The Goal of
What is education about? Well, what are human
beings about? We believe
education should serve the end, or goal, of human life.
Even in the purely natural order that goal is happiness.
Every person wants to be happy. Education should help
people to achieve happiness.
What makes a human being
happy? That question lies at the foundations of what has
been called the Great Conversation of Western
Civilization. Certainly, education is not simply about the
acquisition of information. It must be concerned with a
far broader range of human activity and experience.
Socrates had a good answer to the question of what the
goal of education is. He said it is to learn to love what
is true and beautiful. Is Socrates right about this? We
Young Mother and Child, by Cassatt
What We Do
We help students acquire skills that help them to become truly
educated. No one is educated by the time he leaves the
secondary level [high school] of education. But each
person ought to possess by that time the tools that will
help him to become educated as he lives his life. We call
these tools, or skills, the liberal arts.
We provide a forum for students to
engage in conversation about what they think and
feel regarding the texts they have read in preparation for the
discussions. These discussions are live-voice audio, guided by
trained tutors/moderators, and take place in our classrooms on
the internet. We speak to each other in real-time.
Because it is more fully human than simply reading books or
listening to lectures, though those activities have their
places. In conversation, particularly conversation about ideas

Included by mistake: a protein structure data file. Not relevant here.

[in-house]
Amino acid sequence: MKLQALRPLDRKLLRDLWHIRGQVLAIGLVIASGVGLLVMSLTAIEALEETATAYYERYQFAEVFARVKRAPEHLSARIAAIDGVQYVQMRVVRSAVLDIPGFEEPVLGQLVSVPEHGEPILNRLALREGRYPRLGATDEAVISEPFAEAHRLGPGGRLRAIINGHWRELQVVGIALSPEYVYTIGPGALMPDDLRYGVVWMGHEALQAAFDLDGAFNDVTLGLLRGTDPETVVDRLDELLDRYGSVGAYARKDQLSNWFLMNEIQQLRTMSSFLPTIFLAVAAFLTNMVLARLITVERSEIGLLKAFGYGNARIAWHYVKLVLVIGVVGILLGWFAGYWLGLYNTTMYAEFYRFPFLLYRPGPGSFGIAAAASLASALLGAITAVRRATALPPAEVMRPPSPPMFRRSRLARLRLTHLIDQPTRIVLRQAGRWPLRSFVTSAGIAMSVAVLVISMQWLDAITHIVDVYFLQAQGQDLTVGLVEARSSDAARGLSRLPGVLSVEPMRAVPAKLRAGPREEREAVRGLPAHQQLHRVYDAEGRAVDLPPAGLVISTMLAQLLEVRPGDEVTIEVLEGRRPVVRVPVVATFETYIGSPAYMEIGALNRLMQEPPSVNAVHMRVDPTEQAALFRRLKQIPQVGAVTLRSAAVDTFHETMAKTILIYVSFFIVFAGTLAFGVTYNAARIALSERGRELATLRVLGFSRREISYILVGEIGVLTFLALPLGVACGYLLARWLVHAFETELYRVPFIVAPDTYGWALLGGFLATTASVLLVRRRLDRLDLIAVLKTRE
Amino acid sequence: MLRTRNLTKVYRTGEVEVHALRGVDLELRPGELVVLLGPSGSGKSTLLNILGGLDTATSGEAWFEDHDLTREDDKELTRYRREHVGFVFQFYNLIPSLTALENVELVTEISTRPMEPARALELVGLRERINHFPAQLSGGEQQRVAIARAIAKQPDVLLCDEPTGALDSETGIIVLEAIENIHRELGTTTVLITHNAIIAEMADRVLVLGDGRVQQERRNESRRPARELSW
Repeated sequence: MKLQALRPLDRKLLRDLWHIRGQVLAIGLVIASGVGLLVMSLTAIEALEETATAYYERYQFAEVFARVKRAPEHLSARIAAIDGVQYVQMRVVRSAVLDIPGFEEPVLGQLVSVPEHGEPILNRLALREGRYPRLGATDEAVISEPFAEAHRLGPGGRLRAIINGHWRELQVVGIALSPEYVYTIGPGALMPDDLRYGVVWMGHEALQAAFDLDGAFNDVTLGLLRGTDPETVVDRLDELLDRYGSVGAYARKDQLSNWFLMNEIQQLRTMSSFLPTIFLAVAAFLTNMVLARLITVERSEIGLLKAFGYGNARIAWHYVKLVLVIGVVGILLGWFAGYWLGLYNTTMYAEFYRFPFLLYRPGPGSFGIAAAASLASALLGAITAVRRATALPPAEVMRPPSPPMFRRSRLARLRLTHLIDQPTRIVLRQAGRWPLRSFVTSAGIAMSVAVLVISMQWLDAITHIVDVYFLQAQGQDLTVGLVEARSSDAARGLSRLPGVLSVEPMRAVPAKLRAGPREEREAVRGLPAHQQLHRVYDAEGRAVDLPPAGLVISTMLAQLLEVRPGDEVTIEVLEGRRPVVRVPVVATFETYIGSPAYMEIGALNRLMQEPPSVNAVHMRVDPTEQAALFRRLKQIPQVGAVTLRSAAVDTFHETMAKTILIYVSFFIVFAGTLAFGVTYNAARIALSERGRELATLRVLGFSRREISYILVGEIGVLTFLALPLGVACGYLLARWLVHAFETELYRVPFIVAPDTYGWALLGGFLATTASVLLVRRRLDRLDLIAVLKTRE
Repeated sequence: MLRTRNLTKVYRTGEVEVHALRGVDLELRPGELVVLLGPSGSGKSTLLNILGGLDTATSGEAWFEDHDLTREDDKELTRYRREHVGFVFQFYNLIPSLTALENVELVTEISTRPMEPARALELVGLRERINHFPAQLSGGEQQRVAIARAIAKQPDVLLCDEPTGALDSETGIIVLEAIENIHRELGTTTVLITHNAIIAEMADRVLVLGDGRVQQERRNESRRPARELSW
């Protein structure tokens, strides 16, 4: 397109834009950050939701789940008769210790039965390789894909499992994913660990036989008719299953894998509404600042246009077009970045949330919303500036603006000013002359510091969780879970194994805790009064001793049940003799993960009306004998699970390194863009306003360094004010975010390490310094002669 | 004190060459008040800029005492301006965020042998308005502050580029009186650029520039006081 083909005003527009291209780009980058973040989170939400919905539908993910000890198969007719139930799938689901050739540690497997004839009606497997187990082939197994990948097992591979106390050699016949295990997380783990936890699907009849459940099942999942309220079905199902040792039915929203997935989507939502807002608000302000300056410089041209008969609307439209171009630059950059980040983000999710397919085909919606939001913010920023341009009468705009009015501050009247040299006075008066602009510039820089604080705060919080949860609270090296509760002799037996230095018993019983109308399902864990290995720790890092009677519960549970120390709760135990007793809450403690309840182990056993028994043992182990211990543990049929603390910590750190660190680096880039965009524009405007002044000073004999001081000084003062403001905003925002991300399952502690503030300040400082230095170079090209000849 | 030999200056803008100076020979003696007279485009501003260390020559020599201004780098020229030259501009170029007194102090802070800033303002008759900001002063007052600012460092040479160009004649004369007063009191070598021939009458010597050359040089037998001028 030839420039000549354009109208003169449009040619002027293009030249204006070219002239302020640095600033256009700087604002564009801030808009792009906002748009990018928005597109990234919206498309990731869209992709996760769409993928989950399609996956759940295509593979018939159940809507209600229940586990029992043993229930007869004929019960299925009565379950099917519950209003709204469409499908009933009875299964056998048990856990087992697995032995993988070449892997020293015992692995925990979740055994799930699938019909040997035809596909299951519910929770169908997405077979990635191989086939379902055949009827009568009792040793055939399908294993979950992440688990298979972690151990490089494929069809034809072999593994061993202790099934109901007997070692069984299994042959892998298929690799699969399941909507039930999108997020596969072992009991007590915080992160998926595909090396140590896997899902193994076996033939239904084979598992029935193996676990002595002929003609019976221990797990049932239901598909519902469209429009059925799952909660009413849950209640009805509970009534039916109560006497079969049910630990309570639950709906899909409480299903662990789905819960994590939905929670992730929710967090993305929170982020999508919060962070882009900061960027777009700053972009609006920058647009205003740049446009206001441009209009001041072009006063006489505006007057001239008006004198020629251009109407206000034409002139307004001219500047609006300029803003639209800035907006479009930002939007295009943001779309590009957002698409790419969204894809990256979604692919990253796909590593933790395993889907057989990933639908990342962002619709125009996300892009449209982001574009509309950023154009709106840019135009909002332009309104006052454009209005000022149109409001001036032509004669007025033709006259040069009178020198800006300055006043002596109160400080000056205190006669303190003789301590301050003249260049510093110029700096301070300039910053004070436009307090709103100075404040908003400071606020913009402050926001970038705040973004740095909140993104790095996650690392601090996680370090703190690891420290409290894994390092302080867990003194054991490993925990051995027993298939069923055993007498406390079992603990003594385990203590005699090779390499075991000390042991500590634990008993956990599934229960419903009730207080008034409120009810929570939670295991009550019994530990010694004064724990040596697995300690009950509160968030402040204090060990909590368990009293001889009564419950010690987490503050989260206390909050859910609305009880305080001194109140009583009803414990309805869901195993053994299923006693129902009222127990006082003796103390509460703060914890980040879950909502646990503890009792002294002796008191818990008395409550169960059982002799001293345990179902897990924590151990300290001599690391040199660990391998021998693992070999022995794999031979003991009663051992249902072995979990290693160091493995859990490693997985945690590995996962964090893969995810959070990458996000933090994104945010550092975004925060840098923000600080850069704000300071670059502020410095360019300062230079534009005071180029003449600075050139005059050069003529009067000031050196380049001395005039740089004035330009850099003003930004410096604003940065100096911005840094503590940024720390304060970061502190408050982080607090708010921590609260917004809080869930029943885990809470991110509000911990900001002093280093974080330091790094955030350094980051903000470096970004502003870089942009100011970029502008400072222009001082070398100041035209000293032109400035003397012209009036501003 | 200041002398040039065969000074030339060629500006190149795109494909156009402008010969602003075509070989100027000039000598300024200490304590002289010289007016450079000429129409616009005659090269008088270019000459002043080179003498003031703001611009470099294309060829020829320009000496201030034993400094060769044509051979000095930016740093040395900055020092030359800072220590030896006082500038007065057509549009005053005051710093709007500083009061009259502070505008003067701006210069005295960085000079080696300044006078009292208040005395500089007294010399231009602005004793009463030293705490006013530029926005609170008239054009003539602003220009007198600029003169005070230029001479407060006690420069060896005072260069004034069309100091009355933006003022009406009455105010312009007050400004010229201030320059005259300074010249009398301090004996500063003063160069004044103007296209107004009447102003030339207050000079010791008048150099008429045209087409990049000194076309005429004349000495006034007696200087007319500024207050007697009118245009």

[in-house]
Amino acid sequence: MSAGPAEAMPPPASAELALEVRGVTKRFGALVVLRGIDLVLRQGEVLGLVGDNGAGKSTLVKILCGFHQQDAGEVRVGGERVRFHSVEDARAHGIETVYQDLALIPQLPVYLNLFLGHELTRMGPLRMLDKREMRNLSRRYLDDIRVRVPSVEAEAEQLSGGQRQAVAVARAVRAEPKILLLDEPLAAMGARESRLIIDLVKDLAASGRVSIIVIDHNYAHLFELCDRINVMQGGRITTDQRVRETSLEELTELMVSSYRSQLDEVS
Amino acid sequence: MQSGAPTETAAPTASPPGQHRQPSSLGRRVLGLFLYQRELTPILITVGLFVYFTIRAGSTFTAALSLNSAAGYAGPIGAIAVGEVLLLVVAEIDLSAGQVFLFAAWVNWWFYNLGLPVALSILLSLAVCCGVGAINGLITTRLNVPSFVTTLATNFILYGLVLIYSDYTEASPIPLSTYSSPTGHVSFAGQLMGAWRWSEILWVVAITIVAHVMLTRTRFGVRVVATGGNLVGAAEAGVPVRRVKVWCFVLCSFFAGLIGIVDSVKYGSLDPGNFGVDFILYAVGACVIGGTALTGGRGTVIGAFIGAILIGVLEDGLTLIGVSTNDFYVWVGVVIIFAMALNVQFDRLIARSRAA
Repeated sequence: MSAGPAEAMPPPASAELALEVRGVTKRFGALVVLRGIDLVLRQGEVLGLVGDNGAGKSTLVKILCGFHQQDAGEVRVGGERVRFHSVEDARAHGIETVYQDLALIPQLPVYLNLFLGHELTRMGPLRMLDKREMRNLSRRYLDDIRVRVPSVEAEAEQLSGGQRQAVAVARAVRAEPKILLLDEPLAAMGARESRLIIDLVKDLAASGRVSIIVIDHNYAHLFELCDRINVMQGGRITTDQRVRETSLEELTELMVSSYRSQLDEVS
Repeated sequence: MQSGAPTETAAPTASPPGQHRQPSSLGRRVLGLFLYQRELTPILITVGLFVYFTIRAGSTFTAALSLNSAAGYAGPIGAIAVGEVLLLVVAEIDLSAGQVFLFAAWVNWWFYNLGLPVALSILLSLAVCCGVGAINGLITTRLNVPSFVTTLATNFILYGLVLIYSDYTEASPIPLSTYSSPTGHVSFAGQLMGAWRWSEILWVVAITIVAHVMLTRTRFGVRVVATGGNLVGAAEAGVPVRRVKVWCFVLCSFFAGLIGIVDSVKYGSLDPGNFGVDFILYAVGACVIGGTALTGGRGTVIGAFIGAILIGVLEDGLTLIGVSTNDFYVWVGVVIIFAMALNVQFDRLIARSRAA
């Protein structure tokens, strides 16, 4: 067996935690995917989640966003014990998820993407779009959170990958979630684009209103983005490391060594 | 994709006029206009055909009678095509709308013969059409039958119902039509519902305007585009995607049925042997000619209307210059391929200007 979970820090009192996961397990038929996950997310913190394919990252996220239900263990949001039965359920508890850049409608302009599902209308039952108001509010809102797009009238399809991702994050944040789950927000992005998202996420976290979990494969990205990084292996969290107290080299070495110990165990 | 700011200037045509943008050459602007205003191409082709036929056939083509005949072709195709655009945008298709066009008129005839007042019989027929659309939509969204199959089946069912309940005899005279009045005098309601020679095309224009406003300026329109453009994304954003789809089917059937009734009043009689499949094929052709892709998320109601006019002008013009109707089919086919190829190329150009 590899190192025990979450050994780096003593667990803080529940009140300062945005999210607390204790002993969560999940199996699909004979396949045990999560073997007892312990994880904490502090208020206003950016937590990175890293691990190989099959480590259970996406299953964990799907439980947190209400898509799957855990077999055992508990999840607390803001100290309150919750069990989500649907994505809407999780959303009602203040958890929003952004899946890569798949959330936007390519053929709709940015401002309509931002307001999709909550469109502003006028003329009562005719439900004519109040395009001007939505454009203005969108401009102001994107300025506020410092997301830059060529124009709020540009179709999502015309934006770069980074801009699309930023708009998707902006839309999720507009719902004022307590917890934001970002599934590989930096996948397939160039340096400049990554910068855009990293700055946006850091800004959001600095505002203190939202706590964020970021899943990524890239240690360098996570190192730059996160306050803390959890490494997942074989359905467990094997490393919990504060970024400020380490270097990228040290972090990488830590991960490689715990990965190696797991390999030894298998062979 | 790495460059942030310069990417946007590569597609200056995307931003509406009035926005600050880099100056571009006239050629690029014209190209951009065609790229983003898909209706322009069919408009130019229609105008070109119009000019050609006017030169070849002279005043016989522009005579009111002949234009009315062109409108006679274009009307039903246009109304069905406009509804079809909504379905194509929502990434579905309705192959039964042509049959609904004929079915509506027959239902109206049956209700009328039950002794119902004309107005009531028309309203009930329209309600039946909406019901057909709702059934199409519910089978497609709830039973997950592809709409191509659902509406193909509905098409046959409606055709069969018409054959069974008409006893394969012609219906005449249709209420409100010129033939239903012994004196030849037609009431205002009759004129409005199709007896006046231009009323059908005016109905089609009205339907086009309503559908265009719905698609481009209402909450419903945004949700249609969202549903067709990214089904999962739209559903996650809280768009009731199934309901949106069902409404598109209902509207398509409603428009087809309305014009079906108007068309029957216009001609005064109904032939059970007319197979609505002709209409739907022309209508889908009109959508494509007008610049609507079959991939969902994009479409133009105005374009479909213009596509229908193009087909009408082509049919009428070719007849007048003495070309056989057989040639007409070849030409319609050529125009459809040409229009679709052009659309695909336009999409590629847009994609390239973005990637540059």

and universal human experience, students are more fully active
than when simply reading and they derive intellectual
and emotional benefits that are difficult to come by
These discussions give students the opportunity to increase
their proficiency in the two primary liberal arts - speaking
and listening. These two arts are fundamental to human
relationships. Students develop the ability to put into words,
to communicate, what it is they are thinking and feeling. In
addition, because these discussions are very much about
questions - particularly "why" questions - participants gain
experience in comparison, analogy, and judgment.
Over the course of the year we discuss important ideas -
honor, justice, courage, home - as we encounter them in the
texts. Students gain a greater breadth and depth of insight
into human life, human experience, by this exposure to the
experience of others. They gradually develop a compassion for
their fellows as they meet with other points of view, and see
truth from perspectives that were previously beyond their
In addition to all of this, they develop friendships with
their classmates. And friendship, a kind of love, is an
important part of education.